From behind bars, Mr. Navalny has called on his supporters to protest the war. He is already serving a prison sentence that began in February last year in relation to a parole violation on an earlier conviction. His latest conviction stemmed from charges of fraud and contempt of court, which, like the other case against him, Mr. Navalny says are politically motivated.

“I am certainly ready to go to jail to tell everyone that people are dying,” said Mr. Navalny, who was speaking via videolink and was repeatedly interrupted by the judge. “No one has killed more Russians than Putin.”

“Your time will pass and you will burn in hell,” Mr. Navalny said, though it is unclear how widely his comments will be heard in Russia.

Efforts to bolster Russian control over seized Ukrainian cities and towns come amid a hardening of the front line in the eastern Donbas region. Moscow’s forces have slowed in their push to seize territory there and begun preparing for counter-offensives by Ukrainian forces armed with newly delivered Western arms, including M777 howitzer artillery pieces.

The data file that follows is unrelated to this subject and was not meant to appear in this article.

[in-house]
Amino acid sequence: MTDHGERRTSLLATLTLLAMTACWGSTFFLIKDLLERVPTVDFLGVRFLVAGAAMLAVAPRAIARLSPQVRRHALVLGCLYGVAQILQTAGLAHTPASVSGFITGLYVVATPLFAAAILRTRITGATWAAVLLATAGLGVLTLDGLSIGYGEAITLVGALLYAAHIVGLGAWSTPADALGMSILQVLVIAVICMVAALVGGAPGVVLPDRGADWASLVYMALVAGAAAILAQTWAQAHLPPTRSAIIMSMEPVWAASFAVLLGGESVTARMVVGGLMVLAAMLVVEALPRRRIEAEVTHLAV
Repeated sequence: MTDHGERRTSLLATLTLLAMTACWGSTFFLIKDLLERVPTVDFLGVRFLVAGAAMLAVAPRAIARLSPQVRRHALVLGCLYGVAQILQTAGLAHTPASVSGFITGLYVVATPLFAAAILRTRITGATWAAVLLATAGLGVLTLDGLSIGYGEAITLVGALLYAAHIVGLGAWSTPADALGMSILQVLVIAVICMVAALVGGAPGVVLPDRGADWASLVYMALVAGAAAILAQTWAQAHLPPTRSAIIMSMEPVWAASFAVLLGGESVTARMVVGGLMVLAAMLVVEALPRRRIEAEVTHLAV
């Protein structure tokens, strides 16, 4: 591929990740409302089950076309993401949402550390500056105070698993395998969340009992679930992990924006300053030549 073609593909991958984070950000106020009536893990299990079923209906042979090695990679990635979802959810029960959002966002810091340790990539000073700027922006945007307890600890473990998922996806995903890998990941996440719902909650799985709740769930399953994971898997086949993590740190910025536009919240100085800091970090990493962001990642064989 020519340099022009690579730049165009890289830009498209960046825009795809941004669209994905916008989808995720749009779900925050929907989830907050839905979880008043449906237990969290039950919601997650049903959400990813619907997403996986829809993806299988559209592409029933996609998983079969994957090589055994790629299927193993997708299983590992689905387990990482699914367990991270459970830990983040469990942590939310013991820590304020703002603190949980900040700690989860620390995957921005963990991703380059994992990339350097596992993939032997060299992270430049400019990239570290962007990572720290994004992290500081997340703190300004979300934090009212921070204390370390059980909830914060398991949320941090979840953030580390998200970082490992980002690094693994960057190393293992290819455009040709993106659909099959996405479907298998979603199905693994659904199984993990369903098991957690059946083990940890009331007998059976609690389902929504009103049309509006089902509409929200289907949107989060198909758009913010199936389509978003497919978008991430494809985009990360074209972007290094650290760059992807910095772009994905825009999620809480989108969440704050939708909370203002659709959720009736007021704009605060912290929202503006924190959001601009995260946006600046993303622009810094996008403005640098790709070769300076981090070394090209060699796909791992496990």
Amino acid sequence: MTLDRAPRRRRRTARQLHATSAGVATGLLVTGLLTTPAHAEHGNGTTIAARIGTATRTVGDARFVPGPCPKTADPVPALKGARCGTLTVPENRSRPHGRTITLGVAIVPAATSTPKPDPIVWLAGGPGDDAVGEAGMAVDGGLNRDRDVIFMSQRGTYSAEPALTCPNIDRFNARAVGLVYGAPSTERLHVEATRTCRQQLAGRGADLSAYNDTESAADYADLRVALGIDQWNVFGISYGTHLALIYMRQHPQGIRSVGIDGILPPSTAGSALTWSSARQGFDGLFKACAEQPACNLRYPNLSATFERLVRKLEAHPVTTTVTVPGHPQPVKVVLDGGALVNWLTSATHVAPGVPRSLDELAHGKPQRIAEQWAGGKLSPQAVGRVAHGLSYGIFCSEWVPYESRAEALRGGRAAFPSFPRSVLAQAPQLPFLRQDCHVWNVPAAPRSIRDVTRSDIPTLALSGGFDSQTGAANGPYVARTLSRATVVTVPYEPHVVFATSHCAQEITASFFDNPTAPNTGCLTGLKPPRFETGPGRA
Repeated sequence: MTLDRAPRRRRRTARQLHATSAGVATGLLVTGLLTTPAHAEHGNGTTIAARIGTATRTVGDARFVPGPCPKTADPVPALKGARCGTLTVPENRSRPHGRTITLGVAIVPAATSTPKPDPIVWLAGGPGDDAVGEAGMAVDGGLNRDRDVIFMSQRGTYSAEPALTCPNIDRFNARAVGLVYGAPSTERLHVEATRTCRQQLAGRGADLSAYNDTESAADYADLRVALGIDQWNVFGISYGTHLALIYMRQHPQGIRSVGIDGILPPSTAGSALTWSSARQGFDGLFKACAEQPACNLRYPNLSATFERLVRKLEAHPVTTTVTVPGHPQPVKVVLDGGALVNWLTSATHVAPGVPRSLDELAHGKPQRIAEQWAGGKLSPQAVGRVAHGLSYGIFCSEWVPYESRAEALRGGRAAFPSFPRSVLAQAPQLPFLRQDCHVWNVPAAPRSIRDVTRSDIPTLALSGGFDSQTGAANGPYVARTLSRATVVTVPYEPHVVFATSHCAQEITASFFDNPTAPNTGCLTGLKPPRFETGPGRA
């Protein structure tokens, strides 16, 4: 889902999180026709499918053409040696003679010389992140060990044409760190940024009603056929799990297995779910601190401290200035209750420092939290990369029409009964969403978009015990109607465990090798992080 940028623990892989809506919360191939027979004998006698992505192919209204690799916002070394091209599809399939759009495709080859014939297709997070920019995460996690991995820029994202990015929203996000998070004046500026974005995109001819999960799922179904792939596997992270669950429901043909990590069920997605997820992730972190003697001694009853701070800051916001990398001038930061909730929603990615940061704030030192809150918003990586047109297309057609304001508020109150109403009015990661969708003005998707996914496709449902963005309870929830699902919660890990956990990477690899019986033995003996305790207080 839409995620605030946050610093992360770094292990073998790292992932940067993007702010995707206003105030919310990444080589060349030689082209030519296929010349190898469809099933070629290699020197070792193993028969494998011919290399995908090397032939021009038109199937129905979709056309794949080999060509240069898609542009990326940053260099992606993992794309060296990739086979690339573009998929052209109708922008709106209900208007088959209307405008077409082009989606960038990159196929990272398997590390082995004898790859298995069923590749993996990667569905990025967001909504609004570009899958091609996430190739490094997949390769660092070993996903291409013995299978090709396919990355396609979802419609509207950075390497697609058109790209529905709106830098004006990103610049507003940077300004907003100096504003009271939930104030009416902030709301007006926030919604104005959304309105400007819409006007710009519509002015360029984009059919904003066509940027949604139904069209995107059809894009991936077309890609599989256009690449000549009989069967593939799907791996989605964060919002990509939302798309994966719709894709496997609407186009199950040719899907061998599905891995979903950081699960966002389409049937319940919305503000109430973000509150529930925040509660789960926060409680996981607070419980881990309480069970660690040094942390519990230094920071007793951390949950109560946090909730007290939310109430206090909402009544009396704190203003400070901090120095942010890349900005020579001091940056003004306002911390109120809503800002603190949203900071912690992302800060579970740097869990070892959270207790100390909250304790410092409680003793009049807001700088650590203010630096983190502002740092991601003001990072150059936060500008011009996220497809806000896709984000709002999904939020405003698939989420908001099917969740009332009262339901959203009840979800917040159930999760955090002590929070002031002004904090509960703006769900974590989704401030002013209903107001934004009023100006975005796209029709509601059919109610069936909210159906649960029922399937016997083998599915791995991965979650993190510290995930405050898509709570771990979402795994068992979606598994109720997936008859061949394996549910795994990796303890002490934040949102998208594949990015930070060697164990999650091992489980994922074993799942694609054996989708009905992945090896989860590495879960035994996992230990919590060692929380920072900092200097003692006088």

Ukraine says Russia is also getting ready to mount military offensives from occupied areas where it has had the time to regroup forces and strategize. The General Staff of Ukraine’s Armed Forces said Tuesday that Russia has improved its tactical position around the town of Vasylivka in south Ukraine and was readying an attack northward toward Zaporizhzhia, the regional capital under Ukrainian control.

The Russian Defense Ministry said Tuesday that its air-based missiles, aviation and artillery have hit command posts and ammunition depots in several settlements along the Donbas front line.

Mr. Zelensky said during a news conference this week that up to 100 Ukrainian soldiers could be dying each day on the front lines in the east of the country, where Russia has refocused its forces after failing to take Kyiv in the early days of the war. The Ukrainian leader said that as of April 16, between 2,500 and 3,000 Ukrainian soldiers had been killed, with up to 10,000 injured.